Document

Report
MEDICATION ASSISTED
TREATMENT
Michael Fingerhood MD FACP
Medications
• Opiates
• Naltrexone
• Methadone
• Buprenorphine
• Nicotine
• Buproprion
• Varenicline
• Alcohol
• Naltrexone
• Acamprosate
• Disulfiram
• Cocaine
• ????
DEFINING the DISEASE:
Opioid Dependence (DSM IV)
1.
2.
3.
4.
Tolerance
Withdrawal
Larger amounts/longer period than intended
Inability to/persistent desire to cut down or
control
5. Increased amount of time spent in activities
necessary to obtain
6. Social, occupational and recreational activities
given up or reduced
7. Opioid use is continued despite adverse
consequences
THREE OR MORE IN THE PAST YEAR
DEFINING:
Opioid Dependence?
1.
2.
3.
4.
Tolerance
Withdrawal
Larger amounts/longer period than intended
Inability to/persistent desire to cut down or
control
5. Increased amount of time spent in activities
necessary to obtain
6. Social, occupational and recreational activities
given up or reduced
7. Opioid use is continued despite adverse
consequences
Opium History
• First cultivation of opium poppies was in
Mesopotamia, approximately 3400 B.C., plant
called Hul Gil, the "joy plant”
• The Greek gods Hypnos (Sleep), Nyx (Night),
and Thanatos (Death) were depicted wreathed
in poppies
• The Persian physician, al-Razi (845-930 A.D.)
made use of opium in anesthesia and
recommended its use for the treatment of
melancholy.
Opium History
• Between 400 and 1200 AD, Arab traders
introduced opium to China.
• 14th century Ottoman Empire-opium used to
treat headache and back pain.
• 15th century China- first officially recorded use
of opium as a recreational drug.
• 1874- heroin developed
• 1898-heroin marketed by Bayer as safe
pediatric cough suppressant
Opiates & Opioids
Opiates = naturally present in
opium
• e.g. morphine, codeine, thebaine
Opioids = manufactured
• Semisynthetics are derived from an
opiate
• heroin from morphine
• buprenorphine from thebaine
• Synthetics are completely man-made
to work like opiates
• methadone
Narcotic Regulation in US
• 1914- Harrison Narcotics Tax Act
• 1925- Linder vs United States
• 1964- Methadone introduced as experimental
treatment for opioid addiction
• 1968- Bureau of Narcotic and Dangerous Drugs
formed (changed to DEA in 1973)
Rationale for
Opioid Replacement Therapy
• Traditional treatment has been to provide
opioid agonist therapy
• Methadone (Dolophine®)
• Levo-Alpha Acetyl Methadol (LAAM) – not available
• Stabilize neuronal circuitry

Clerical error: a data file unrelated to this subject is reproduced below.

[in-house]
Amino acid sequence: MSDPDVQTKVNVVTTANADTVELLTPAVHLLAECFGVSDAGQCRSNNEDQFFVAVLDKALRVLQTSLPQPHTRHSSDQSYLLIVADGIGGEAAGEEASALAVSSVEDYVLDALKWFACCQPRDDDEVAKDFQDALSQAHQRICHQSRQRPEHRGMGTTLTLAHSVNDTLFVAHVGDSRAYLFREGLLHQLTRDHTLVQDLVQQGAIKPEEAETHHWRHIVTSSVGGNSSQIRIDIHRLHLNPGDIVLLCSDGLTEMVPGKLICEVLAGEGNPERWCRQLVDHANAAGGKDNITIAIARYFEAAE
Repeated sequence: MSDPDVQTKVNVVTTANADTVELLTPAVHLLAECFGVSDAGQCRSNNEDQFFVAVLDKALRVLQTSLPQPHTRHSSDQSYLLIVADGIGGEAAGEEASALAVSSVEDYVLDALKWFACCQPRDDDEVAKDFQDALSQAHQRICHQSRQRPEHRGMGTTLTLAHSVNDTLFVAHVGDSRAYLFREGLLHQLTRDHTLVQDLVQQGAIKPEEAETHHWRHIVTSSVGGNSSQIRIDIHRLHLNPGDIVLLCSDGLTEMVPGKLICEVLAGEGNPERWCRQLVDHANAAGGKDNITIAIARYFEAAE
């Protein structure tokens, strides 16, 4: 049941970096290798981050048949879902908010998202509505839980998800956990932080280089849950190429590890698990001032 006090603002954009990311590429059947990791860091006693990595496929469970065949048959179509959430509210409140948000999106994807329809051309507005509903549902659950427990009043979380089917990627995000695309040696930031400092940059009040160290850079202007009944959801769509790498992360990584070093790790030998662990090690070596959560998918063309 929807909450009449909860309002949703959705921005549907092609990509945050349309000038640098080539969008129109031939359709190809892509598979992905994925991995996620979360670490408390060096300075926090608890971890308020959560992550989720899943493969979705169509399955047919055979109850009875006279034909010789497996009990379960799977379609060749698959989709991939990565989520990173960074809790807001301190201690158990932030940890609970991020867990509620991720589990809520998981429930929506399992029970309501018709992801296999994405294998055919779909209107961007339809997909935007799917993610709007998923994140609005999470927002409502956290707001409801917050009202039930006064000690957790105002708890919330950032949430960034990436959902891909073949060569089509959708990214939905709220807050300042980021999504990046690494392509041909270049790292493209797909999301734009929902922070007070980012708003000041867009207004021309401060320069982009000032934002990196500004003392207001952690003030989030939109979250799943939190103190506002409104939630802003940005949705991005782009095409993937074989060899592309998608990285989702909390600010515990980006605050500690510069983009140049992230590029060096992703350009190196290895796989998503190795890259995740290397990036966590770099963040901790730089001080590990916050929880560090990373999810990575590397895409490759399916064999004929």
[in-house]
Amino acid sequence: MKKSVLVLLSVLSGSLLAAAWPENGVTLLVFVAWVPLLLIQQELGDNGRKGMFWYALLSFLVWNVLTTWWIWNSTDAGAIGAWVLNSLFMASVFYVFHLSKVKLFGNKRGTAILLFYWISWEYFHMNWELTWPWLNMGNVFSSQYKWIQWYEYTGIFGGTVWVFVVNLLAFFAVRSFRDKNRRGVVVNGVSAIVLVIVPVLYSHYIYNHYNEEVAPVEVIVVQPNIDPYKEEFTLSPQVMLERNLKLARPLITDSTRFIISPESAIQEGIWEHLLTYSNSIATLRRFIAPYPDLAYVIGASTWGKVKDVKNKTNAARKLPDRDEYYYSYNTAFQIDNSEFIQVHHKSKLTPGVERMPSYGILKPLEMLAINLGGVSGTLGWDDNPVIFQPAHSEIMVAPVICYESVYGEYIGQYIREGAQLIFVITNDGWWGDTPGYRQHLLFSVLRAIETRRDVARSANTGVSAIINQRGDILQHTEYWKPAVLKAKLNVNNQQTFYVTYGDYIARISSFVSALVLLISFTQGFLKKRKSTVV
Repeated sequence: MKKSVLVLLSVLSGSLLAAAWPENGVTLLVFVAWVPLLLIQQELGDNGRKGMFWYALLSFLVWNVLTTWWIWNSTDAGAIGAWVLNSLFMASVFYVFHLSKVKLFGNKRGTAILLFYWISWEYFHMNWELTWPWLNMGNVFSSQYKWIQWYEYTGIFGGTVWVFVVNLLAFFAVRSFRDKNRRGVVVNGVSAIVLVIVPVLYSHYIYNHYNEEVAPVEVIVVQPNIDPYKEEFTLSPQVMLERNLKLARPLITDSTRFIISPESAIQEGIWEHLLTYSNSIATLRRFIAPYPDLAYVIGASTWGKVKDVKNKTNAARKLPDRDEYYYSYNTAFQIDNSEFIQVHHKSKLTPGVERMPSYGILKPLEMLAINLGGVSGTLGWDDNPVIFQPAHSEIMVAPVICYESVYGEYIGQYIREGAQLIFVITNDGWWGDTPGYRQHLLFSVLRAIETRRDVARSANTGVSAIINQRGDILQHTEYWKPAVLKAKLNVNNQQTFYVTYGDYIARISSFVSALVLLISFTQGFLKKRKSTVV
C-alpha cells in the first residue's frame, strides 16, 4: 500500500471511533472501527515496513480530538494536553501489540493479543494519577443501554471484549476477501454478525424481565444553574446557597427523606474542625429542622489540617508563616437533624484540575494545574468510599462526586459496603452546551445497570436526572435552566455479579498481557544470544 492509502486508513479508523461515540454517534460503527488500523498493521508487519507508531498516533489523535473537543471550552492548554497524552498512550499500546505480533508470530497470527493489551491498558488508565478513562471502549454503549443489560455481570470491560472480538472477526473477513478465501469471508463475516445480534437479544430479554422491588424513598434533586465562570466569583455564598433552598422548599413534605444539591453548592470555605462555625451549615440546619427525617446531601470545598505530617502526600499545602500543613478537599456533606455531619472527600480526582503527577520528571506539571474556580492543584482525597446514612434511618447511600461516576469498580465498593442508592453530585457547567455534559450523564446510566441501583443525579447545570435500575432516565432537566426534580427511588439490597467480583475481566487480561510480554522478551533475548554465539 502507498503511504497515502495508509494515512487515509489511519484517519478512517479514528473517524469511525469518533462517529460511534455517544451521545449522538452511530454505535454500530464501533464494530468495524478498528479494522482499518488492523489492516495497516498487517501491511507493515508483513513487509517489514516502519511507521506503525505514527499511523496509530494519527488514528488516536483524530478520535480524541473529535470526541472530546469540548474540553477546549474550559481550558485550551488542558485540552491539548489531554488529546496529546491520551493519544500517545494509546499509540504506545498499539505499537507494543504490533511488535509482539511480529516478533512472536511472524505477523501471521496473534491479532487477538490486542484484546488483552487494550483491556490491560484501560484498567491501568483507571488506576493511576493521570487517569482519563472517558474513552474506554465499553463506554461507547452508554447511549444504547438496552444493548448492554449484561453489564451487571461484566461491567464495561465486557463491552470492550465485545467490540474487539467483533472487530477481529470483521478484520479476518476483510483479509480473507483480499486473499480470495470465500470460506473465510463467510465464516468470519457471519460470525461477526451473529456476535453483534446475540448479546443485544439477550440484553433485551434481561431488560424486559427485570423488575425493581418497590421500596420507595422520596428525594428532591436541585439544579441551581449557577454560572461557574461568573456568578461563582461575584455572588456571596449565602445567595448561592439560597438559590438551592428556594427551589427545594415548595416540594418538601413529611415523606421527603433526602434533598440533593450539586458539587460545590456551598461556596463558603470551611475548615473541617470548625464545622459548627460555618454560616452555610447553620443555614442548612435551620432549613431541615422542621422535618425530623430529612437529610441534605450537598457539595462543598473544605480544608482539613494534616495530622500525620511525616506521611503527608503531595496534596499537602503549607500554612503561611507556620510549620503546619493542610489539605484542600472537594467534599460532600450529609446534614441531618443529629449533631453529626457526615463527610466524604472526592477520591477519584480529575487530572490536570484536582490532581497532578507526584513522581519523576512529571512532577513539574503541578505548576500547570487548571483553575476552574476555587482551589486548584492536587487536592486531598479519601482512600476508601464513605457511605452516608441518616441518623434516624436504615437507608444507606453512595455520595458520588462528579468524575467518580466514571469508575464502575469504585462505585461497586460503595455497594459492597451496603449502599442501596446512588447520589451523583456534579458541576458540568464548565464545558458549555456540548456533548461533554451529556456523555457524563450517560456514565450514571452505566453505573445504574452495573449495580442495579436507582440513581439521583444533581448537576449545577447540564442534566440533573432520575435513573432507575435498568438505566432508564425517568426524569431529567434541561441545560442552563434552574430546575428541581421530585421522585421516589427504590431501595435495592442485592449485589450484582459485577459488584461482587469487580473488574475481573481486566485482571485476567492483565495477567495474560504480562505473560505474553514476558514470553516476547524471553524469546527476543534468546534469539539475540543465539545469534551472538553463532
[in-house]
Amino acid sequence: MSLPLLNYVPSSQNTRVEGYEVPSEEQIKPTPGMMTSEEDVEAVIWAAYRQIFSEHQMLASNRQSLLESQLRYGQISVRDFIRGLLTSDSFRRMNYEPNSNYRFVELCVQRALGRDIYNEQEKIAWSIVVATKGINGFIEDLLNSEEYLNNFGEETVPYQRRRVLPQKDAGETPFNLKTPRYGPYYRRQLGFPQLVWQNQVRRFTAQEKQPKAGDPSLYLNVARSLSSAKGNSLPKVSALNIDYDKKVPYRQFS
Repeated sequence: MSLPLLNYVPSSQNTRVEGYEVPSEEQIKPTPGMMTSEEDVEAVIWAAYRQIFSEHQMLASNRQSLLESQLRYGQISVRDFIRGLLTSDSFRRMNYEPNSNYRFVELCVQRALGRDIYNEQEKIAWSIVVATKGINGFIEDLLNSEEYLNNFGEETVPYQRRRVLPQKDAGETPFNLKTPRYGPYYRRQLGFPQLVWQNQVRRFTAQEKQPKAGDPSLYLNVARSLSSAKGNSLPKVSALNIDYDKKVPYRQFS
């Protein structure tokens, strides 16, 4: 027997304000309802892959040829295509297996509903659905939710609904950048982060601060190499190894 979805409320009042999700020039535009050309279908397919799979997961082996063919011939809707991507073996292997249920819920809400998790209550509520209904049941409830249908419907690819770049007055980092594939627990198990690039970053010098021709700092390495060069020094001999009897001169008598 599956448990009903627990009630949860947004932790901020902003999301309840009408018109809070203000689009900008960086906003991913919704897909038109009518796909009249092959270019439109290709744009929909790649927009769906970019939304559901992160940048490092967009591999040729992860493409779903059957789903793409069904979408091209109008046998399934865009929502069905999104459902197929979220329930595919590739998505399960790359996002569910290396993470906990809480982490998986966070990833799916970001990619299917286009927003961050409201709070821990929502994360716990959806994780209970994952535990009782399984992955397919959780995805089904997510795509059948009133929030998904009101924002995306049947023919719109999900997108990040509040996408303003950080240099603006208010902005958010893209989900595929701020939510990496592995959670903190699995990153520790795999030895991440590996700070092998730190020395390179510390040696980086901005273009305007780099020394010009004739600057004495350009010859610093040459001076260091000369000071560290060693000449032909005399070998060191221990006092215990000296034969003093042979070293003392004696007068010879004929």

• Mu occupation/blockade
• Cross-tolerant, long-acting, oral
•
•
•
•
Prevent withdrawal and craving
Extinguish compulsive behavior
Prevent spread of HIV and HCV
Prevent criminal activity
Traditional 12 Step Drug Treatment
1. Accepting powerlessness
2. Disease identification
3. Surrender to a Higher Power
4. Commitment to AA/NA
5. Commitment to abstinence
6. Sober social support
7. Intention to avoid high-risk situations
Effective Treatment of Opiate Addiction
NIH Consensus Development Conference
November 17-19, 1997
 Opiate dependence is a brain-related medical disorder
 Treatment is effective “Although a drug-free state represents an optimal treatment
goal, research has demonstrated that this goal cannot be
achieved or sustained by the majority of opiate-dependent
people.”
 Reduce unnecessary regulation of long-acting agonist
treatment programs
 Improve training of health care professionals in
treatment of opiate dependence
THE PROBLEM:
Emergency room mentions of opioid use
95,000
90,000
80,000
70,000
60,000
50,000
40,000
30,000
88 89 90 91 92 93 94 95 96 97 98
99 00 01
DAWN, 2002
Trends In Emergency Department
Mentions of Opioids:1991-2001
Other Opioid Analgesics
Heroin/Morphine
120,000
100,000
80,000
60,000
40,000
20,000
0
1992 1993 1994 1995 1996 1997 1998 1999 2000 2001 2002
DAWN, 2003
Changing Route of Heroin Administration
Injection
Inhalation
Smoking
Oral
Other
100%
80%
60%
40%
20%
0%
1992 1993 1994 1995 1996 1997 1998 1999 2000
Treatment Episode Data System, 1992-2000
New Non-Medical Use of Opioid
Medications
Thousands of New Users
3,000
2,500
All Ages
2,000
1,500
Aged 18
or Older
1,000
Aged
Under
18
500
0
1965
1970
1975 1980 1985
1990 1995
2000
NSDUH, SAMHSA, 2003
Non-Medical Use of Opioid Medications
• Non-medical use of any prescription
psychotherapeutic drug was second only to
past-year use of marijuana (11.3 million vs.
25.5 million)
• Ages 18-25 had highest rates for all pain
relievers, followed by 12 to 17 year olds
• Males had higher rates except for youths 1217, where females had higher rates
• Most non-medical users of psychotherapeutic
drugs also used other illicit drugs (82%)
NSDUH, 2004
OPIOID Treatment Admissions per 100,000
1994
Incomplete data
<5
5-9
10-13
Source: SAMHSA
14-24
25+
OPIOID Treatment Admissions per 100,000
2000
Incomplete data
<5
5-9
10-13
Source: SAMHSA
14-24
25+
OPIOID Treatment Admissions per 100,000
2005
Incomplete data
<5
5-9
10-13
Source: SAMHSA
14-24
25+
Opioid dependence is costly
• Medical Costs
• Mental illness
• An environmental and disease stressor
• Co-morbid interactions
•
•
•
•
Trauma and infections
Hepatitis and HIV
$20 billion per year total costs
$1.2 billion per year health care costs
• Non-medical costs- work, legal, prison
Problems With System Prior to 2000
• Less than 20% of opioid dependent
persons are receiving treatment in traditional
settings
• Poor clinic retention
• Environment inhibits recovery